U.S. Markets closed

Money Tips for People Retiring This Year

Susan Johnston

The decision to move your retirement nest egg or stay put is an important one. ©iStockphoto.com/Elenathewise

After losing 3.6 percent in January, the Standard & Poor's 500 index went up 4 percent in February. These ups and downs may not pose too great a concern for those with a long time until retirement, but they can certainly shake the confidence of the millions of near-retirees across the country. "Everyone's looking at January as a poor indication of the overall year," says Derek Gabrielsen, a wealth advisor with Strategic Wealth Partners in Independence, Ohio. "But we were due for one of those 5 percent corrections due to the cyclical pattern of how things work."

Of course, financial concerns around retirement are hardly new. A 2010 survey by Allianz Life Insurance Company of North America found that 61 percent of baby boomers (those between ages 44 and 75) feared outliving their money in retirement more than death. Alicia Munnell, director at the Center for Retirement Research at Boston College, says those concerns are still relevant four years later. "I think people are extremely worried about having enough money, and I think that's a valid concern," she says. The Center for Retirement Research tracks Americans' wealth holdings, and for 2010 (the most recent year with data), the typical household with a head age 55 to 64 and a 401(k) had $120,000 in combined 401(k) and individual retirement account assets. That's just over half of the $220,000 that Fidelity Investments estimates a 65-year-old couple retiring in 2013 would need to cover just medical expenses throughout retirement.

If you're nearing retirement and don't want to outlive your money, here are some strategies to consider.

[See: U.S. News Financial Advisor Finder.]

Talk with your advisor. Gabrielsen suggests that near-retirees talk to their financial advisor to ensure their investment portfolio is set up properly for their risk tolerance and time horizon to retirement. "You don't want to get too greedy," he says. "If you're staying in too long or having too much money in equities, you can definitely participate in the upside, but you'll also participate in the downside." He cautions that while many stocks performed well in 2013, this year will be "based more on the company strength rather than outside factors like the economy," so some stocks might not fare as well.

Drew Horter, founder and chief investment strategist at Horter Investment Management in Cincinnati, recalls in 2008 talking to clients whose investments were affected by the recession. "[They] wished they would have done something or had an advisor who could have advised them to take a more active approach," he says. "The big thing is don't put yourself in that risk position to jeopardize your retirement date."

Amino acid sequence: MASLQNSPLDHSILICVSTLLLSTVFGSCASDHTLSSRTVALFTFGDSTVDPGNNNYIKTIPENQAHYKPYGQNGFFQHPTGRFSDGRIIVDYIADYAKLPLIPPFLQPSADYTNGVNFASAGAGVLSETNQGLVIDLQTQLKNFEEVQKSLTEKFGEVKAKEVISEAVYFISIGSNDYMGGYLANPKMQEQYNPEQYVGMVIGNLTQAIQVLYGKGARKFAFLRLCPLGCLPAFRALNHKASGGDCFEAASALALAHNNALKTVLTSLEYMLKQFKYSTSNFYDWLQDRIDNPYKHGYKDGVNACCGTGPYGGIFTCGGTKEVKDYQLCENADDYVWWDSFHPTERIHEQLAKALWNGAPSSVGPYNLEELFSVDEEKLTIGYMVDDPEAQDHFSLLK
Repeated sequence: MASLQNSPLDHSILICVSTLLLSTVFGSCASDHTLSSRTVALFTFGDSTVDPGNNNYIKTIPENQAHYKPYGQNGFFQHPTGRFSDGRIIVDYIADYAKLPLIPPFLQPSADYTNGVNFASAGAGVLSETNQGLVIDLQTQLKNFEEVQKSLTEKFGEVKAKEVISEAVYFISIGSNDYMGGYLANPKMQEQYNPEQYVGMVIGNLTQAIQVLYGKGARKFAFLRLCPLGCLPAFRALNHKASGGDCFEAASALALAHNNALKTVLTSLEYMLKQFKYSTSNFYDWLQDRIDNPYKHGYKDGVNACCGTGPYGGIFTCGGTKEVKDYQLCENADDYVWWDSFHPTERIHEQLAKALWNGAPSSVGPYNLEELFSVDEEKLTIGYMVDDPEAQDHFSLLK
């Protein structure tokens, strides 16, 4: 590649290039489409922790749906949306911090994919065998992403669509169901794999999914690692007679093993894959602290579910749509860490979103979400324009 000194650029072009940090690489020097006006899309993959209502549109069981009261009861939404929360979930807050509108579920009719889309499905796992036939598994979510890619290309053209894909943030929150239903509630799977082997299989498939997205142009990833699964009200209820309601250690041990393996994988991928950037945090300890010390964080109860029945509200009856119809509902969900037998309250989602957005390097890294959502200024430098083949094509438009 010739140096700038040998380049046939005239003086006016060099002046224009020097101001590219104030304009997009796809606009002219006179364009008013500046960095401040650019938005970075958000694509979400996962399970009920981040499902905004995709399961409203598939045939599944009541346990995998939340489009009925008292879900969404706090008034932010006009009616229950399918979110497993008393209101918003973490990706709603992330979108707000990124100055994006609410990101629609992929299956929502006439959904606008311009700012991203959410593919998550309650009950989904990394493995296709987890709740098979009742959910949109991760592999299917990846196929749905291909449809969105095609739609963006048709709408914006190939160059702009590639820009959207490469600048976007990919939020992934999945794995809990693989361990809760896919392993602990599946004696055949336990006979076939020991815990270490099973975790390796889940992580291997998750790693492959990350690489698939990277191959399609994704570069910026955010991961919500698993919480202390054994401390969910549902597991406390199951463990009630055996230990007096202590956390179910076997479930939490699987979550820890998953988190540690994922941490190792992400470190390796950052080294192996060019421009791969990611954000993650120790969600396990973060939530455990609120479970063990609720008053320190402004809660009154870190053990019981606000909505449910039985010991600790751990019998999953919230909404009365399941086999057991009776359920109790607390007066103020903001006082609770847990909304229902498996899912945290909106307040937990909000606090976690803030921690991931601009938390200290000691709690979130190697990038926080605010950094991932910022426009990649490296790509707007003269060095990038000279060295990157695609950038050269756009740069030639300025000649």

Work longer. If your investment income and Social Security checks aren't enough to sustain you during retirement, consider working for a few more years, either part time or full time. "This reduces the number of years over which you have to support yourself and changes the ratio of working years to retirement years," Munnell says. "The idea that we can work for 30 years and support ourselves for 40 -- the arithmetic just doesn't work." Working longer also gives you more time to contribute to your 401(k) or other retirement accounts.

[Read: When You Should Take Social Security.]

Delay claiming Social Security. Just because you can start claiming Social Security benefits at age 62 doesn't mean you should. Waiting until age 70 to claim Social Security could boost your monthly benefit by as much as 67 percent, according to Munnell. She says Social Security "reflects a really good type of income that is inflation-adjusted. It's as if you're buying an inflation-indexed annuity provided by Social Security, and it dominates any product you could buy in the private sector." Of course, delaying Social Security also means you'll collect fewer checks over the course of retirement, so if you die soon after age 70, you would miss out on some of the benefit of those larger checks.

Move to a cheaper house. Downsizing to a smaller home doesn't always save you money (for instance, if you move to a smaller home in a more desirable location or with more amenities). Munnell suggests moving someplace cheaper so you can reduce your expenses. "People should recognize that their house is one of their largest assets after Social Security," she says. "If you're not wedded to the notion of leaving your house to your children, think of ways to tap into that equity."

[See: 6 Tips for Boomers Leaving Big Homes Behind.]

Consider a reverse mortgage. Under the right conditions, a reverse mortgage provides cash flow from a home's equity. The loan becomes due when the borrower dies, sells the property or breaches the contract. Reverse mortgages got a bad reputation during the recession because some Americans used them out of desperation and wound up losing their homes. "People who are desperate should not have a reverse mortgage because you're required to pay your property taxes and homeowners insurance," Munnell says. "Some number of people failed to make these payments and were found in default." Since the Reverse Mortgage Stabilization Act of 2013, the product has changed to include a calculation to ensure you have enough money to cover those costs.

More From US News & World Report